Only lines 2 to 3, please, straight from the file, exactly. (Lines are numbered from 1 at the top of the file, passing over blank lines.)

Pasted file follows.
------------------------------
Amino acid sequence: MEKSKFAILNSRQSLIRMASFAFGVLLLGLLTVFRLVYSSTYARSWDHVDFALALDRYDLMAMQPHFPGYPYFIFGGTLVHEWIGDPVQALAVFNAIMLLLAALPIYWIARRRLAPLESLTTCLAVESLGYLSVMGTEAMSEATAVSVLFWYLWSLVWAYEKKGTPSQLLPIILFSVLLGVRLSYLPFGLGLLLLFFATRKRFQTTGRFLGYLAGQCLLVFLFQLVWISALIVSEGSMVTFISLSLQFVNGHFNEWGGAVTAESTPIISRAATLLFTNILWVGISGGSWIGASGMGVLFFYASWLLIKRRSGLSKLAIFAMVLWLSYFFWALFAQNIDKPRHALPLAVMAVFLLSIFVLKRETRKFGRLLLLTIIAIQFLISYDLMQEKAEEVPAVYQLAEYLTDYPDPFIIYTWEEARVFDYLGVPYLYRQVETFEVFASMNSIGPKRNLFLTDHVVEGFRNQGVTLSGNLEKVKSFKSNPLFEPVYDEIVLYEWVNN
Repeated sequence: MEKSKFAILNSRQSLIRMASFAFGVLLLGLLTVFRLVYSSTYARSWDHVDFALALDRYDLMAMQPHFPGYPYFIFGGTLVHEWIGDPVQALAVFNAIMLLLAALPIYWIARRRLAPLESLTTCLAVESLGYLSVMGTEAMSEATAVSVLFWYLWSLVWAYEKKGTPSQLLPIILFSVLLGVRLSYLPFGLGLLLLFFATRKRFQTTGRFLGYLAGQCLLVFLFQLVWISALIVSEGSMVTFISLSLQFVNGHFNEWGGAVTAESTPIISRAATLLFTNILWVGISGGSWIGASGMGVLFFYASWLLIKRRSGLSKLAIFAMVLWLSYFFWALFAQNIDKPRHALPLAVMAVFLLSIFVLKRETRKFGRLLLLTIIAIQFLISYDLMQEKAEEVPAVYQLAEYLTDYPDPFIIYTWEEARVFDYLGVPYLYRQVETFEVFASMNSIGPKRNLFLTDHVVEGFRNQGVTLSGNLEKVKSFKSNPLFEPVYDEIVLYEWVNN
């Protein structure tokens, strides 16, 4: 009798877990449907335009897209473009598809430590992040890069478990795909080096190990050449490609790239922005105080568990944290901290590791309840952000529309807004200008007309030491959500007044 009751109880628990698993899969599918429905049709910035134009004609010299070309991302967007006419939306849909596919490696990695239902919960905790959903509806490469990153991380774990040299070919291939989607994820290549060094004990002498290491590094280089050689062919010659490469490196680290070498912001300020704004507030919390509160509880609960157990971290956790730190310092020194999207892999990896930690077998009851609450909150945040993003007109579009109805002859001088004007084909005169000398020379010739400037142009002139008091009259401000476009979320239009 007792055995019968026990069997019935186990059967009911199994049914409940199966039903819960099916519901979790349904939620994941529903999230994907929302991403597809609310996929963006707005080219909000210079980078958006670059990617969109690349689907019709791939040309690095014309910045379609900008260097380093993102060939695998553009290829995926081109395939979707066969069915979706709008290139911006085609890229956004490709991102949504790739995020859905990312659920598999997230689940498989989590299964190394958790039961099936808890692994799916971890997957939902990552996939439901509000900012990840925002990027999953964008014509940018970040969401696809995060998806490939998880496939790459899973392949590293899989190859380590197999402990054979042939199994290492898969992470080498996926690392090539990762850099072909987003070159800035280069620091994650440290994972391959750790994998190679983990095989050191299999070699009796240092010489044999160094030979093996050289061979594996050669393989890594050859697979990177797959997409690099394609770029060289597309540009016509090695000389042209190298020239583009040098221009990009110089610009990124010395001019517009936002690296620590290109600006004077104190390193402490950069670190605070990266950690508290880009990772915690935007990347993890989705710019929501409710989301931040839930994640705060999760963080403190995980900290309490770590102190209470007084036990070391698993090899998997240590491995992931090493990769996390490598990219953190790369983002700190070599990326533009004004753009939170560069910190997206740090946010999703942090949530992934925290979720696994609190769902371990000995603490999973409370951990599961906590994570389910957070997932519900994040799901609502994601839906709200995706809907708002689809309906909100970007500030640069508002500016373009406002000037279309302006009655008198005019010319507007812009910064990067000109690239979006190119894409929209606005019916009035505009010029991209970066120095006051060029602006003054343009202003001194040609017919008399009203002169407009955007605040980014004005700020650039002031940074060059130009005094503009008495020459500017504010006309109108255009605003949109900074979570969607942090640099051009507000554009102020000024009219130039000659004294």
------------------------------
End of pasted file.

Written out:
Repeated sequence: MEKSKFAILNSRQSLIRMASFAFGVLLLGLLTVFRLVYSSTYARSWDHVDFALALDRYDLMAMQPHFPGYPYFIFGGTLVHEWIGDPVQALAVFNAIMLLLAALPIYWIARRRLAPLESLTTCLAVESLGYLSVMGTEAMSEATAVSVLFWYLWSLVWAYEKKGTPSQLLPIILFSVLLGVRLSYLPFGLGLLLLFFATRKRFQTTGRFLGYLAGQCLLVFLFQLVWISALIVSEGSMVTFISLSLQFVNGHFNEWGGAVTAESTPIISRAATLLFTNILWVGISGGSWIGASGMGVLFFYASWLLIKRRSGLSKLAIFAMVLWLSYFFWALFAQNIDKPRHALPLAVMAVFLLSIFVLKRETRKFGRLLLLTIIAIQFLISYDLMQEKAEEVPAVYQLAEYLTDYPDPFIIYTWEEARVFDYLGVPYLYRQVETFEVFASMNSIGPKRNLFLTDHVVEGFRNQGVTLSGNLEKVKSFKSNPLFEPVYDEIVLYEWVNN
């Protein structure tokens, strides 16, 4: 009798877990449907335009897209473009598809430590992040890069478990795909080096190990050449490609790239922005105080568990944290901290590791309840952000529309807004200008007309030491959500007044 009751109880628990698993899969599918429905049709910035134009004609010299070309991302967007006419939306849909596919490696990695239902919960905790959903509806490469990153991380774990040299070919291939989607994820290549060094004990002498290491590094280089050689062919010659490469490196680290070498912001300020704004507030919390509160509880609960157990971290956790730190310092020194999207892999990896930690077998009851609450909150945040993003007109579009109805002859001088004007084909005169000398020379010739400037142009002139008091009259401000476009979320239009 007792055995019968026990069997019935186990059967009911199994049914409940199966039903819960099916519901979790349904939620994941529903999230994907929302991403597809609310996929963006707005080219909000210079980078958006670059990617969109690349689907019709791939040309690095014309910045379609900008260097380093993102060939695998553009290829995926081109395939979707066969069915979706709008290139911006085609890229956004490709991102949504790739995020859905990312659920598999997230689940498989989590299964190394958790039961099936808890692994799916971890997957939902990552996939439901509000900012990840925002990027999953964008014509940018970040969401696809995060998806490939998880496939790459899973392949590293899989190859380590197999402990054979042939199994290492898969992470080498996926690392090539990762850099072909987003070159800035280069620091994650440290994972391959750790994998190679983990095989050191299999070699009796240092010489044999160094030979093996050289061979594996050669393989890594050859697979990177797959997409690099394609770029060289597309540009016509090695000389042209190298020239583009040098221009990009110089610009990124010395001019517009936002690296620590290109600006004077104190390193402490950069670190605070990266950690508290880009990772915690935007990347993890989705710019929501409710989301931040839930994640705060999760963080403190995980900290309490770590102190209470007084036990070391698993090899998997240590491995992931090493990769996390490598990219953190790369983002700190070599990326533009004004753009939170560069910190997206740090946010999703942090949530992934925290979720696994609190769902371990000995603490999973409370951990599961906590994570389910957070997932519900994040799901609502994601839906709200995706809907708002689809309906909100970007500030640069508002500016373009406002000037279309302006009655008198005019010319507007812009910064990067000109690239979006190119894409929209606005019916009035505009010029991209970066120095006051060029602006003054343009202003001194040609017919008399009203002169407009955007605040980014004005700020650039002031940074060059130009005094503009008495020459500017504010006309109108255009605003949109900074979570969607942090640099051009507000554009102020000024009219130039000659004294």